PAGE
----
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How the Organ Donation and Transplant Community Thrived in a Pandemic


As we have confronted the many challenges of COVID-19, the story of the organ donation and transplant community has been a welcome bright spot.


Brian Shepard

CEO, United Network for Organ Sharing (UNOS)

Despite the pandemic, deceased donor organ transplants have continued to rise through 2021. In fact, the United States is on pace to top 40,000 transplants in a single year for first time, a historic milestone.


Nearly 35,000 organ transplants have been performed in the United States as of mid-November, according to data from United Network for Organ Sharing (UNOS), which serves as the engine that powers the national organ donation and transplant system.

This is a dramatic turn of events from where we found ourselves at the beginning of 2020.

Overcoming a pandemic

There was a significant drop in transplants caused by the pandemic beginning in the middle of March of 2020. However, dedicated healthcare workers across the country made adjustments, collaborated and learned, and worked tirelessly, even putting their own lives at risk. The system soon rebounded, and high numbers of transplants during the remainder of 2020 offset the pandemic-induced drop earlier in the year. There were 242 more donors in the first half of 2020 than in the first half of 2019.

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2020 marked the 10th consecutive record-breaking year for organ donation from deceased donors and the eighth in a row for deceased donor transplants, and we are on track to make even more history at the close of 2021. Additionally, the national waitlist for all organs is at its lowest volume since 2009.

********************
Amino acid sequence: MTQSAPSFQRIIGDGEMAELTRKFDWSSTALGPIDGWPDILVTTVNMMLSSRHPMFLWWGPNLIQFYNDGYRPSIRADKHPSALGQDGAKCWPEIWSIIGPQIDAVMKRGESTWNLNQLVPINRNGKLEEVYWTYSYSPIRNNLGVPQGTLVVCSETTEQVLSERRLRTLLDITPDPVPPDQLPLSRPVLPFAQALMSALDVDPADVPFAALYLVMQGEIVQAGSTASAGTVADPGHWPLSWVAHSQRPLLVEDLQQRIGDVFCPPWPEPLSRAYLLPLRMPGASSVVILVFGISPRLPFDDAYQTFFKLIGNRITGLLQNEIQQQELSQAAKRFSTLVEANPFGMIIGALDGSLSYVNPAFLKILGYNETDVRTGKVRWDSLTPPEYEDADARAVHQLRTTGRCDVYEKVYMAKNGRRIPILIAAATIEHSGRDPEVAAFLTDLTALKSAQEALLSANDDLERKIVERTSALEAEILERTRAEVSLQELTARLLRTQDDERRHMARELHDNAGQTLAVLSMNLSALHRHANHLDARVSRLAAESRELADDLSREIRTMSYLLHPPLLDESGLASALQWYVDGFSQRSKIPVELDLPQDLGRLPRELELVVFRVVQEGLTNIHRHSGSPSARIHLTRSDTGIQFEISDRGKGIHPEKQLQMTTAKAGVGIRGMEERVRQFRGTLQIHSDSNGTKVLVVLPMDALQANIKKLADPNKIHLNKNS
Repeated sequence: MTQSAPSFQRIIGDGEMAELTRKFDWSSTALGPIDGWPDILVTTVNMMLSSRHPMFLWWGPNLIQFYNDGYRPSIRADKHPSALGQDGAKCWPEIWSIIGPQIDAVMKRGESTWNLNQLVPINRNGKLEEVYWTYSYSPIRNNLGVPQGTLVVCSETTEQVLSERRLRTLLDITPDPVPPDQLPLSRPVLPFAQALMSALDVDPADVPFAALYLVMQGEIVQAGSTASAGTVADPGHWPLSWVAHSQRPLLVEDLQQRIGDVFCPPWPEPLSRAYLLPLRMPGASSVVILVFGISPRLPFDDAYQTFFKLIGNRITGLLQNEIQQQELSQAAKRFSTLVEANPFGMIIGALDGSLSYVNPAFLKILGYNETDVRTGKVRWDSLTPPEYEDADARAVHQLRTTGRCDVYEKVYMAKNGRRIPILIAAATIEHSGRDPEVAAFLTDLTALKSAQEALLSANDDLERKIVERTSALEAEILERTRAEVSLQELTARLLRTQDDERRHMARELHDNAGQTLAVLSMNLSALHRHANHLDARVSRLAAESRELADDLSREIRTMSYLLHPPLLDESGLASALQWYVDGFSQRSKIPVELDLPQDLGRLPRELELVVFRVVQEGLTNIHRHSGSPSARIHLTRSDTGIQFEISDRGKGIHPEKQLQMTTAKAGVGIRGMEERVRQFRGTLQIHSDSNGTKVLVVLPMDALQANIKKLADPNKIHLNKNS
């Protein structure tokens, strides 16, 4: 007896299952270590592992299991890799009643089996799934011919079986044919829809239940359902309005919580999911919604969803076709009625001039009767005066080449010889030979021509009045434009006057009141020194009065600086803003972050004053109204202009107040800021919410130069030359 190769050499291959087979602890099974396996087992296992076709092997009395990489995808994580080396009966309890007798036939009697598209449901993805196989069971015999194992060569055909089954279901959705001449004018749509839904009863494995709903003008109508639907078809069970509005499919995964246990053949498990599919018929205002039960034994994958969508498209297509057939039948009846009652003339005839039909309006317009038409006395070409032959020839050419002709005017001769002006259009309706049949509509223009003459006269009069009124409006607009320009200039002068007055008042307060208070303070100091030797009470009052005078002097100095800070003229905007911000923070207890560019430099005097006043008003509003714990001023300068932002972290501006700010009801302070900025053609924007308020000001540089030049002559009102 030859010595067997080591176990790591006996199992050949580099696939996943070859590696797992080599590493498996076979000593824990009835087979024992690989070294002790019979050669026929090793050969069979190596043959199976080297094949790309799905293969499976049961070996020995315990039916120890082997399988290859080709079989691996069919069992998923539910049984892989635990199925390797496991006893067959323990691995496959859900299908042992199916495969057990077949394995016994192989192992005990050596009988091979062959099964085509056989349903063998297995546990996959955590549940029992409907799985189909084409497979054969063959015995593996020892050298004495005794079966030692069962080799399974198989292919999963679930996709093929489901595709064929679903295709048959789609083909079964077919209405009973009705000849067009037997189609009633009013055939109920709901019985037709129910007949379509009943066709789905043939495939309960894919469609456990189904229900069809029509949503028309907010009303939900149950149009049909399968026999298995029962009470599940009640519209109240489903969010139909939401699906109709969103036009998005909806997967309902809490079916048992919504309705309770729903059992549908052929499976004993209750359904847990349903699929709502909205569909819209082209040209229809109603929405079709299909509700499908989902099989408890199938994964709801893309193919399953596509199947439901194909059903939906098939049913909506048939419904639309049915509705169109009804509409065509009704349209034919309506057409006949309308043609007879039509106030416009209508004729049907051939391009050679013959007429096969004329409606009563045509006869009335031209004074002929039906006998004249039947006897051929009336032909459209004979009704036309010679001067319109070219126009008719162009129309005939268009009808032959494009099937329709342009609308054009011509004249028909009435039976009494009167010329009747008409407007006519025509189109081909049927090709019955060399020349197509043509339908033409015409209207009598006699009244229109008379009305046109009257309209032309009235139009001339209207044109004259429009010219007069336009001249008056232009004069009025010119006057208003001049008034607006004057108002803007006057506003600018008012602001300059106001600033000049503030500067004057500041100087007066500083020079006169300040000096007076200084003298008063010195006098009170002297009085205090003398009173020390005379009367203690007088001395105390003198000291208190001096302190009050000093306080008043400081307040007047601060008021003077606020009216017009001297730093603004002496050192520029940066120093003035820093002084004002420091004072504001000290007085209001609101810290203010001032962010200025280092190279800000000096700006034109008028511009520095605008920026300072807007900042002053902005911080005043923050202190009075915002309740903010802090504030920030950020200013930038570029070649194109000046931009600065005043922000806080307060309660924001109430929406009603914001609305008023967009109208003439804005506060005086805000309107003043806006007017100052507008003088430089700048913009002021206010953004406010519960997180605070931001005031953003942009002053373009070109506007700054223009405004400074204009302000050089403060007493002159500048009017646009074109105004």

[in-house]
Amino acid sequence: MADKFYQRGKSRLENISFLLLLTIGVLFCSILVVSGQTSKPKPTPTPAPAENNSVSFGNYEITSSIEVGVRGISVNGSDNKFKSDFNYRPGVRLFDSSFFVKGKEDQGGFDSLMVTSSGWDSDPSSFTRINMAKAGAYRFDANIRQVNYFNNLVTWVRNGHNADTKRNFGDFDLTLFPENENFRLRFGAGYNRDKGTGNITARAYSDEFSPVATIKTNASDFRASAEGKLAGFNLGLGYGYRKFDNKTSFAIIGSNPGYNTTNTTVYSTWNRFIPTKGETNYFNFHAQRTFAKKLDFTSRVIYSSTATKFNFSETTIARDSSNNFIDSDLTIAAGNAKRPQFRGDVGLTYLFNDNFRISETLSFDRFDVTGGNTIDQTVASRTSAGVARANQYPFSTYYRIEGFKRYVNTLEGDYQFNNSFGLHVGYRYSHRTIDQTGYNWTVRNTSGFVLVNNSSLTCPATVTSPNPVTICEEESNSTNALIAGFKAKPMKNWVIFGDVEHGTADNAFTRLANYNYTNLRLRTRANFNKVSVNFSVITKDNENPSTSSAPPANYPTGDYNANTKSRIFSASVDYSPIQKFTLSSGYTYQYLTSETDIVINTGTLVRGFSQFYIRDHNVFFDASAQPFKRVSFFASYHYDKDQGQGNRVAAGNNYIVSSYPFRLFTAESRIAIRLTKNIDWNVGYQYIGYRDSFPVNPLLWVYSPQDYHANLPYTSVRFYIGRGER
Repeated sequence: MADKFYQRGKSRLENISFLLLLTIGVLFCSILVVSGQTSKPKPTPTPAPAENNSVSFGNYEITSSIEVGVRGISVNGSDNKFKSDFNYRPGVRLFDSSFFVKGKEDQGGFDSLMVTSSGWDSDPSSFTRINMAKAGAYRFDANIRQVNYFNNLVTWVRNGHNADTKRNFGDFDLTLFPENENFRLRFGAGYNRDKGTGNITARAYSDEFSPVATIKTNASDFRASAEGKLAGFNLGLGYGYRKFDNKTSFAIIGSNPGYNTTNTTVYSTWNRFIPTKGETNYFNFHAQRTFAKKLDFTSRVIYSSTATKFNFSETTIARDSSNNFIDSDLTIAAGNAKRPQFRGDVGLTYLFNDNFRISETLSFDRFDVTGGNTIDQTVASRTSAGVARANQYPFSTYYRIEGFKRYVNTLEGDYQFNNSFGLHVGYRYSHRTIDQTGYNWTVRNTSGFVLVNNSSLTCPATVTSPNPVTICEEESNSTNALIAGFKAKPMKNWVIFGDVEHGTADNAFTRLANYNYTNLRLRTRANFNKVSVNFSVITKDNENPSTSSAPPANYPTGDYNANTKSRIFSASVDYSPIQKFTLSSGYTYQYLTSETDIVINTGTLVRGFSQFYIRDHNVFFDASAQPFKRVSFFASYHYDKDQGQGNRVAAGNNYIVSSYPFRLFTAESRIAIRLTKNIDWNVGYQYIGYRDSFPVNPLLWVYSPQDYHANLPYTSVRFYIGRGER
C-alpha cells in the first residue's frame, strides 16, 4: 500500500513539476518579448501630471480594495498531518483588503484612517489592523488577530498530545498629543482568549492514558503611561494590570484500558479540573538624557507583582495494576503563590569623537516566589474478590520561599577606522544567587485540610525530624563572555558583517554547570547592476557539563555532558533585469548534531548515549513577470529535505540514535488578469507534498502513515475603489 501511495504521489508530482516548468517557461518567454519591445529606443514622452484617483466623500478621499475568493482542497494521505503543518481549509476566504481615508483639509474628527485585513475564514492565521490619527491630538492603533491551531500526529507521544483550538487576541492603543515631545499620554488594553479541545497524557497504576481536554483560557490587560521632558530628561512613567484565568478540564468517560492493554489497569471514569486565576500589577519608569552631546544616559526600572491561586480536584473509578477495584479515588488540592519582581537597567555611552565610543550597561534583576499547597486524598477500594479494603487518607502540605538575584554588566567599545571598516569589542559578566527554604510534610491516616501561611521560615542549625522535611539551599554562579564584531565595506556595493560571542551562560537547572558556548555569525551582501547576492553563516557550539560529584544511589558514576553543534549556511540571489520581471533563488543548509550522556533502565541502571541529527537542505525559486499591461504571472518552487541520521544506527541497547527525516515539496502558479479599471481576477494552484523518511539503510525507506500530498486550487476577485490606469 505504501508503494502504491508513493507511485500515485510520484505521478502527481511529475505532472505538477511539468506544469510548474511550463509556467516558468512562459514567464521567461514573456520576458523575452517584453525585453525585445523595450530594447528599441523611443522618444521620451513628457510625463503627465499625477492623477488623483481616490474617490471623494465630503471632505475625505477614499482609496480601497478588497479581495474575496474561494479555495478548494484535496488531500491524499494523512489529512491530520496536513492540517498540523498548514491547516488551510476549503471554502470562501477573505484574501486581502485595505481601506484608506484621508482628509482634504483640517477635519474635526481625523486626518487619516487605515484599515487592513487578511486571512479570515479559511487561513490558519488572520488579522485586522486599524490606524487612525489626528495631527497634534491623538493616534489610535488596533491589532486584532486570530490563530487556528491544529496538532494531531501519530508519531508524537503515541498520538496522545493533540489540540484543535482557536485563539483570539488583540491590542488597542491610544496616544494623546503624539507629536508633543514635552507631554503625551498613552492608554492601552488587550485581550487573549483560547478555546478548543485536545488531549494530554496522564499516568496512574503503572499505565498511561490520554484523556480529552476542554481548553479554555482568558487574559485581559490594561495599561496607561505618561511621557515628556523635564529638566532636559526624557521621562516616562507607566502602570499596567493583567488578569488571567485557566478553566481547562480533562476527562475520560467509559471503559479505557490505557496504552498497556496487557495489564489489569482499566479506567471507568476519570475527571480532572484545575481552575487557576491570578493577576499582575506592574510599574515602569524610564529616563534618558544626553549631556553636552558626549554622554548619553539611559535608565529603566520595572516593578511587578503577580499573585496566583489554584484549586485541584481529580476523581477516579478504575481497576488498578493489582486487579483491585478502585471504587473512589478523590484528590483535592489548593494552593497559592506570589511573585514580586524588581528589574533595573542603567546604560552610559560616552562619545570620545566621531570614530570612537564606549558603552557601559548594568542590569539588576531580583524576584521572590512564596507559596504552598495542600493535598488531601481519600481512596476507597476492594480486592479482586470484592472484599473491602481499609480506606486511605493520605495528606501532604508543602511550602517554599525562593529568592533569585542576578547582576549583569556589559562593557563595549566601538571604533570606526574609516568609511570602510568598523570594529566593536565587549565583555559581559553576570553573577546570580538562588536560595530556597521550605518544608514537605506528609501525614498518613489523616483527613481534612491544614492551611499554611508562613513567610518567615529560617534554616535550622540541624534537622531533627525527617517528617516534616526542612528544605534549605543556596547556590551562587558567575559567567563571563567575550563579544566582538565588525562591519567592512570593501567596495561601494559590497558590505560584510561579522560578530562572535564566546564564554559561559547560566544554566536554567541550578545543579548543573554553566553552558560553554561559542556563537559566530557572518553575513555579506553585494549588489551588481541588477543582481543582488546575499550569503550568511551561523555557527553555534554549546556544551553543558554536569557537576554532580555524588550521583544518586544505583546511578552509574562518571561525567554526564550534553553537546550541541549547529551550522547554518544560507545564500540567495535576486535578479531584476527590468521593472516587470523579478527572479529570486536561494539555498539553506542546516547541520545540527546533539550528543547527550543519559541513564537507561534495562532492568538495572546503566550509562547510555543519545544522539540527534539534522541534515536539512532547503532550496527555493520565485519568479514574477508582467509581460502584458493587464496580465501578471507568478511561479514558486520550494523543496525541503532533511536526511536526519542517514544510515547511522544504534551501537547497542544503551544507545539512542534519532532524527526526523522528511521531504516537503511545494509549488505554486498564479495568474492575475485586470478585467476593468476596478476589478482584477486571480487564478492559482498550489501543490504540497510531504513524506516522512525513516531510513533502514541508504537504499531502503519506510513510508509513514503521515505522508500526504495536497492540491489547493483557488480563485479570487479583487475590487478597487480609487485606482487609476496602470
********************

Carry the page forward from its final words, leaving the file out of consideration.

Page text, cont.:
We can thank dedicated transplant teams, hospitals, medical professionals, advocates, patients, donors, and their families for adapting quickly, being flexible, and working collaboratively to save lives, even during the worst pandemic in living memory.

But there is more work to do. UNOS’ goal is to provide an organ for every person in need.


Policy changes

There are additional, ongoing efforts that will further improve the donation and transplantation landscape and result in better outcomes for patients.

In early 2021, after months of collaboration, input, and feedback, we implemented a new policy to make sure kidneys get to even more of the sickest patients, regardless of where they live. Increasing geographic equity is just one more step toward improving our already high-performing system.

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A report released in October revealed good news for those awaiting a kidney transplant. The numbers indicated that after nearly four months of the policy being in effect, transplants increased for all ethnicities, for different blood types, for children in need of a transplant, and for those who have spent longer times on dialysis. The report also found a 22 percent increase in kidney transplants across the nation compared to the same period before the policy change.

While these results are promising, patients across the nation are counting on us to do even better. It’s for them that we unite the diverse organ donation and transplant community, and it’s why we’re committed to driving innovation. As an advocate for the more than 100,000 patients on the waiting list, we invite you to join us in saving more lives by becoming an organ donor. Please take a moment to learn about the organ donation and transplantation and then register at to be an organ, eye, and tissue donor.

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